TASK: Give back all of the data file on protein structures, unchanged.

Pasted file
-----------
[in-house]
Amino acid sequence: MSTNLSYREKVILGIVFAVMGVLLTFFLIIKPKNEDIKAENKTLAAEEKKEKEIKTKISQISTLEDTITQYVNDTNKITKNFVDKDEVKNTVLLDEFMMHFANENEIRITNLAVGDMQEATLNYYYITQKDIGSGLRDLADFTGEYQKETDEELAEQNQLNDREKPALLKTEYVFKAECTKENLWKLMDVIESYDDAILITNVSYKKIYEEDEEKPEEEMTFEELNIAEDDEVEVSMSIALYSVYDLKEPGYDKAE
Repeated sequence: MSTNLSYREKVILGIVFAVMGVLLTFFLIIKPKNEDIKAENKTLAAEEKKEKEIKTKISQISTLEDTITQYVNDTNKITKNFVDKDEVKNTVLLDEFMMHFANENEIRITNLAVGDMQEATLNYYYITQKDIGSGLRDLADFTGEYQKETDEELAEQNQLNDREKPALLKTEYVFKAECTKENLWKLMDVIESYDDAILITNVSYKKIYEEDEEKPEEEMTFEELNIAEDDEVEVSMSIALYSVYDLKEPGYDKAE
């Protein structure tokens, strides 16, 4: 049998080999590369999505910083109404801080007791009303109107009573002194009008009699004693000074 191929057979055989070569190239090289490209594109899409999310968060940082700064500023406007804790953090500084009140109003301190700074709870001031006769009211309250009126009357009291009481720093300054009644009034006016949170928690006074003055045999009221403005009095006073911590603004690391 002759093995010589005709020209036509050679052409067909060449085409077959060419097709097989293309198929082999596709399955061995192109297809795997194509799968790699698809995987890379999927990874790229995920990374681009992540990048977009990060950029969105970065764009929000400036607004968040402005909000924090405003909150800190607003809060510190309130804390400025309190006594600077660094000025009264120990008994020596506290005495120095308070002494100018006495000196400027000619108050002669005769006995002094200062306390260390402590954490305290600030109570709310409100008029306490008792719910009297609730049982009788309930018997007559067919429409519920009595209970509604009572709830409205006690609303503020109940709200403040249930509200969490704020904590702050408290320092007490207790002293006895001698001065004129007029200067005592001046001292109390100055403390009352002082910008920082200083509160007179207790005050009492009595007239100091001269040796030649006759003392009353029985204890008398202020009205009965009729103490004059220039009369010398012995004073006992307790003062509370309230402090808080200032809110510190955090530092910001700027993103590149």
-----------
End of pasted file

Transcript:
[in-house]
Amino acid sequence: MSTNLSYREKVILGIVFAVMGVLLTFFLIIKPKNEDIKAENKTLAAEEKKEKEIKTKISQISTLEDTITQYVNDTNKITKNFVDKDEVKNTVLLDEFMMHFANENEIRITNLAVGDMQEATLNYYYITQKDIGSGLRDLADFTGEYQKETDEELAEQNQLNDREKPALLKTEYVFKAECTKENLWKLMDVIESYDDAILITNVSYKKIYEEDEEKPEEEMTFEELNIAEDDEVEVSMSIALYSVYDLKEPGYDKAE
Repeated sequence: MSTNLSYREKVILGIVFAVMGVLLTFFLIIKPKNEDIKAENKTLAAEEKKEKEIKTKISQISTLEDTITQYVNDTNKITKNFVDKDEVKNTVLLDEFMMHFANENEIRITNLAVGDMQEATLNYYYITQKDIGSGLRDLADFTGEYQKETDEELAEQNQLNDREKPALLKTEYVFKAECTKENLWKLMDVIESYDDAILITNVSYKKIYEEDEEKPEEEMTFEELNIAEDDEVEVSMSIALYSVYDLKEPGYDKAE
């Protein structure tokens, strides 16, 4: 049998080999590369999505910083109404801080007791009303109107009573002194009008009699004693000074 191929057979055989070569190239090289490209594109899409999310968060940082700064500023406007804790953090500084009140109003301190700074709870001031006769009211309250009126009357009291009481720093300054009644009034006016949170928690006074003055045999009221403005009095006073911590603004690391 002759093995010589005709020209036509050679052409067909060449085409077959060419097709097989293309198929082999596709399955061995192109297809795997194509799968790699698809995987890379999927990874790229995920990374681009992540990048977009990060950029969105970065764009929000400036607004968040402005909000924090405003909150800190607003809060510190309130804390400025309190006594600077660094000025009264120990008994020596506290005495120095308070002494100018006495000196400027000619108050002669005769006995002094200062306390260390402590954490305290600030109570709310409100008029306490008792719910009297609730049982009788309930018997007559067919429409519920009595209970509604009572709830409205006690609303503020109940709200403040249930509200969490704020904590702050408290320092007490207790002293006895001698001065004129007029200067005592001046001292109390100055403390009352002082910008920082200083509160007179207790005050009492009595007239100091001269040796030649006759003392009353029985204890008398202020009205009965009729103490004059220039009369010398012995004073006992307790003062509370309230402090808080200032809110510190955090530092910001700027993103590149």